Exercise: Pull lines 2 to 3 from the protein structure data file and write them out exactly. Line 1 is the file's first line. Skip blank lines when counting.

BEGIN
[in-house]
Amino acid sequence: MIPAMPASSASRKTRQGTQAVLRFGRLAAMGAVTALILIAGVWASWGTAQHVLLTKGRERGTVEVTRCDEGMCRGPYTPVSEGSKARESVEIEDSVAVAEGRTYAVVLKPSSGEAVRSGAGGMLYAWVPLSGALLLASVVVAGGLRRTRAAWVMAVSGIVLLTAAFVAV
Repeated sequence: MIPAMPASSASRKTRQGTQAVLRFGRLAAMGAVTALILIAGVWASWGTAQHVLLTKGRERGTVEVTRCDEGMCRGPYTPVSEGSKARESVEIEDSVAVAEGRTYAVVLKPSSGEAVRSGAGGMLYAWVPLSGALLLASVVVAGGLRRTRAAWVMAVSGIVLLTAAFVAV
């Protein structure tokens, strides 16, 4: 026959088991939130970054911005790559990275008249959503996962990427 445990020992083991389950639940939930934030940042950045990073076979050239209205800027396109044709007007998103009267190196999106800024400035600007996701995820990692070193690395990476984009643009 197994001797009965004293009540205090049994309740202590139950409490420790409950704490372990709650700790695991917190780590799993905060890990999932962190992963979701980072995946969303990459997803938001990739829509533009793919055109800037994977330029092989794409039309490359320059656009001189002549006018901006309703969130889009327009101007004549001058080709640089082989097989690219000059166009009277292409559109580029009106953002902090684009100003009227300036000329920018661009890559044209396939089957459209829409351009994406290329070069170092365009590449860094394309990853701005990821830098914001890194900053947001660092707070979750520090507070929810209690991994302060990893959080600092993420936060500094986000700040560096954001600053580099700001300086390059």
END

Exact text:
Amino acid sequence: MIPAMPASSASRKTRQGTQAVLRFGRLAAMGAVTALILIAGVWASWGTAQHVLLTKGRERGTVEVTRCDEGMCRGPYTPVSEGSKARESVEIEDSVAVAEGRTYAVVLKPSSGEAVRSGAGGMLYAWVPLSGALLLASVVVAGGLRRTRAAWVMAVSGIVLLTAAFVAV
Repeated sequence: MIPAMPASSASRKTRQGTQAVLRFGRLAAMGAVTALILIAGVWASWGTAQHVLLTKGRERGTVEVTRCDEGMCRGPYTPVSEGSKARESVEIEDSVAVAEGRTYAVVLKPSSGEAVRSGAGGMLYAWVPLSGALLLASVVVAGGLRRTRAAWVMAVSGIVLLTAAFVAV